Chairman Charles Rangel (D-N.Y.) and ranking member Jim McCrery (R-La.) released a joint statement that said they were still actively negotiating on trade policy with all parties and at all levels.
USTR shares the views of Rangel and McCrery, spokeswoman Gretchen Hamel said in a separate statement. Hamel said U.S. Trade Representative Susan Schwab and her staff “remain engaged in the ongoing discussion and she looks forward to a successful conclusion.”
The statements contrasted with comments Rangel made on Thursday to reporters. The lawmaker said a deal appeared to be at hand, but that Republicans “have serious reservations about what they agreed to.” He said Democrats would need to allay GOP concerns on labor.
A spokesman for Schwab on Thursday said the trade representative had no reservations about what she agreed to last week, and was hopeful the sides would reach a successful conclusion.
Rangel’s comments on Thursday followed reports that a potential deal had hit a snag after a meeting between Rangel and AFL-CIO President John Sweeney. Organized labor groups have been pushing for the trade deals to be changed so that parties would have to have their labor laws meet principles of the Geneva-based International Labor Organization (ILO). As written, the deals call on parties to enforce their own labor laws.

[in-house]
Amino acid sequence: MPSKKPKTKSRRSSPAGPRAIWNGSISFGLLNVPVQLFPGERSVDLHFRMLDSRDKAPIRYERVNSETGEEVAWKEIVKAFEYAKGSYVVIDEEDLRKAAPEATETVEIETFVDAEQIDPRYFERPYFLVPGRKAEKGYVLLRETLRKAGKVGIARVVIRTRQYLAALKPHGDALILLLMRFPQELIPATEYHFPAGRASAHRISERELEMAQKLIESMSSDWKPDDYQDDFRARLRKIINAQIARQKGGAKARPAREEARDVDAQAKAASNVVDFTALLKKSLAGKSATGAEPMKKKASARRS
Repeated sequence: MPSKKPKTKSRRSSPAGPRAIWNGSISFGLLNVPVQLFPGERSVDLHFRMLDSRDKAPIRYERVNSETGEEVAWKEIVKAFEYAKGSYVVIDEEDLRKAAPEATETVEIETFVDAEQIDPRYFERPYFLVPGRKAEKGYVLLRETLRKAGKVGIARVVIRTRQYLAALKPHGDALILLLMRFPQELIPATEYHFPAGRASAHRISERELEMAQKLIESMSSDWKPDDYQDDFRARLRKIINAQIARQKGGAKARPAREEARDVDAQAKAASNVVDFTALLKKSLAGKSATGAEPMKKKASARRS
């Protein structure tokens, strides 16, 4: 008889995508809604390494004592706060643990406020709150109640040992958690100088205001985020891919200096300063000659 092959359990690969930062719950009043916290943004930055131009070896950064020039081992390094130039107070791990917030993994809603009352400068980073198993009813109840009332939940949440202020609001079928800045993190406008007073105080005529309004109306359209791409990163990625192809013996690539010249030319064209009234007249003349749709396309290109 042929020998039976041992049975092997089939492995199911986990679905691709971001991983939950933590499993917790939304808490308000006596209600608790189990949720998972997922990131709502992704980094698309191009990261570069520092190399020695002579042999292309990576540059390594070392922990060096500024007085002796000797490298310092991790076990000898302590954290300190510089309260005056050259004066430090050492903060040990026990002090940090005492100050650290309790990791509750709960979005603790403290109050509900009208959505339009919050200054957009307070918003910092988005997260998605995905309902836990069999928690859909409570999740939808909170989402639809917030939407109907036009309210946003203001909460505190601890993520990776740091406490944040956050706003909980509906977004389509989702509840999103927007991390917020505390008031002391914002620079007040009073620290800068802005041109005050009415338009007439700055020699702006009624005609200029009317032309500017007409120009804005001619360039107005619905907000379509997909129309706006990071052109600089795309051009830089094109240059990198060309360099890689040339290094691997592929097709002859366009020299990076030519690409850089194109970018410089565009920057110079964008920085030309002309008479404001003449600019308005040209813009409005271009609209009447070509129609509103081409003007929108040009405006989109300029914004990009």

Labor groups have said they cannot support language that would carve out U.S. labor laws so that they could not be challenged under the trade deals as being inconsistent with ILO principles.
Business group sources, however, say they cannot support any trade deals that could open the door to trade partners challenging U.S. laws as being inconsistent with ILO principles, since this could lead to changes in those laws.
Rangel, McCrery and USTR are trying to reach an agreement on a policy that could allow deals already negotiated with Peru, Panama, Colombia and South Korea to be considered by Congress.